Bad times at the Pole

25th December 1998 at 00:00
IT WASN'T simply the fault of my nose. My being bullied, that is. To start with I came along nearly 100 years after the others. So Dasher, Dancer, Prancer and Vixen, Comet, Cupid, Donder and Blitzen had already had a century to ingratiate themselves with the Clauses.

My background didn't help either. I spoke differently from the other reindeer and I came from a wealthy home, which made them jealous. They were all orphans and had been fostered with Mr and Mrs Claus through the Caribou in Care project.

My creator was an American advertising man. His parents christened him Robert May, but I was the one who really made his name for him.

The story began in 1939 when Robert May was asked to come up with an idea for a free Christmas gift for customers. He decided on an animal booklet with an Ugly Duckling theme (thanks, dad). And he nearly called me Rollo. You have to admit that Rudolph is a bit classier. Once I found that out, I called him Robbo, which he didn't like.

Anyway, the book took off. Two-and-a-half million copies were published that Christmas, and Robbo was given a 300-dollar bonus. Later, his boss gave him the copyright to me.

Success followed success. But for Robbo and me, things weren't going so well. His first wife died shortly after my creation and I didn't get on with number two - Virginia - even though she insisted she was my step-mother. Everyone these days knows the stresses "step" relationships can cause in a family environment. They weren't so well-informed in 1939.

At first I was the star of the family show. There was a floodlit model of me in the garden (yes, I had a red light bulb for a nose). The numerous May children thought I was wonderful, especially after Gene Autry's Rudolph the Red-Nosed Reindeer was at number one for three weeks in 1949. It's still the second-most popular Christmas song ever, beaten only by that ghastly White Christmas. If that man had seen as much snow as I have...

But then the Mays got bored with me, though never with the money I made. They said my nasal affliction was psychosomatic and they passed the "Rudolph Rule". Can you guess what that was? No talking about me at mealtimes. And they put my statue in the garage. After that I started to spend more time with my other family - the lot at the North Pole.

Of course I'd always been passed between the Clauses and the Mays. You can guess who I got to spend Christmas with. It didn't do my schooling any good, but the effect on my education was nothing compared to the effect on my psyche.

Caribou are actually sociable creatures. They look out for each other, the strong ones caring for the weak with no one left out in the cold.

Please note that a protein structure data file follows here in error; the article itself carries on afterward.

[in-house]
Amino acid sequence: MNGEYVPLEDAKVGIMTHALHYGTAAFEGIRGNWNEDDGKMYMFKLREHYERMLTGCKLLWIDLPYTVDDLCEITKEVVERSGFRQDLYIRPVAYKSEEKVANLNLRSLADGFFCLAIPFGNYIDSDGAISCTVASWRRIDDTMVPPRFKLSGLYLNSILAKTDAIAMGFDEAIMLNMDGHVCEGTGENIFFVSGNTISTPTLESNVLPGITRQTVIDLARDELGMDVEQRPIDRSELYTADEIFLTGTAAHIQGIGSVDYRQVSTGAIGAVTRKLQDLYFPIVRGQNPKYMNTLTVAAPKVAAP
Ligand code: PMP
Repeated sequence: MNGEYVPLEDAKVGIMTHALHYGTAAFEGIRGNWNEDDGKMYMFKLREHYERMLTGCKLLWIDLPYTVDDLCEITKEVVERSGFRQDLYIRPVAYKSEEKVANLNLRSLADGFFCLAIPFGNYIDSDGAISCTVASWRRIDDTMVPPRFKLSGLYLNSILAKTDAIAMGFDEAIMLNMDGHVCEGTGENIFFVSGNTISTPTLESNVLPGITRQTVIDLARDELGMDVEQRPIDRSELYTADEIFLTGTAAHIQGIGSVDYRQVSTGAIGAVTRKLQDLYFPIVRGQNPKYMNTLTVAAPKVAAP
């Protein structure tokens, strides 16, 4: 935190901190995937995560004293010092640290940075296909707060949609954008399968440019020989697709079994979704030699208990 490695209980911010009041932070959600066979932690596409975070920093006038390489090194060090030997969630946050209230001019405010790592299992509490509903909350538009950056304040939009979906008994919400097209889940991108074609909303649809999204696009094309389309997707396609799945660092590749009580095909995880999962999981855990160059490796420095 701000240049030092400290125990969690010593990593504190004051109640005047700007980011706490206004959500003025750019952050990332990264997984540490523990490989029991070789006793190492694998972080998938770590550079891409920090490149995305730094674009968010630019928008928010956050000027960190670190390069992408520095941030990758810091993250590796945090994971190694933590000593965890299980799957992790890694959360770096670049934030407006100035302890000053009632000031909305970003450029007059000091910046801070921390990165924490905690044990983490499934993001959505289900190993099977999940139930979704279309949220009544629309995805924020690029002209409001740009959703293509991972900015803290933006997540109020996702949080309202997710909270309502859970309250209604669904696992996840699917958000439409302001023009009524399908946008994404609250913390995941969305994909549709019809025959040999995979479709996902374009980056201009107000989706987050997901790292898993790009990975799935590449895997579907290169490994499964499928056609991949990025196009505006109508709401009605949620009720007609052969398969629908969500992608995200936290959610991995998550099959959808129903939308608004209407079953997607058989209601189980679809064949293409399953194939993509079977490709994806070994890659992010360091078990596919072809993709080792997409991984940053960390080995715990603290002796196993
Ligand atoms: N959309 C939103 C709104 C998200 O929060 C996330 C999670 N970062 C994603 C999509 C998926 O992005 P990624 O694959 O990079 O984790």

Well, there wasn't much compassion at the house of the Clauses. The other reindeer were hardened after childhoods in care followed by years in harness, and they hated hearing about my success. The famous red nose just gave them an easy target. If it hadn't been that, it would have been something else. Did you know I have a rather short tail?

I put up with it for years. Donder was the worst. He had been teased about his name before I turned up, so he was happy to encourage the others to bully me instead.

I know you think that my problems were solved on that much-talked-of foggy night. Well, it's not true and I want to put the record straight, even if it does damage the sales of my latest Disney film. All those smiles when we got back that Christmas Eve, all that chummy antler-rubbing - it was just for the cameras. Underneath, the other deer were seething and the bullying was worse than ever.

No, what sorted out my relations with the other deer was something much simpler and more profound than a nasal foglight. The Arctic Education Department finally caught up with the Clauses and told them we had to go to school. Santa was horrified - he needed us to work - and came up with a compromise that brought Ms Smith to teach us in our stable. And with Ms Smith came Personal and Social Education.

For the first time in our lives someone was prepared to listen to what we had to say - and we had a lot. First, our pasts and second, all those presents. We talked and talked. We found some common ground, shared dislikes and grievances, and gradually we started to get along better. The most amazing thing was that as I cheered up, the redness of my nose faded. Perhaps it was psychosomatic after all.

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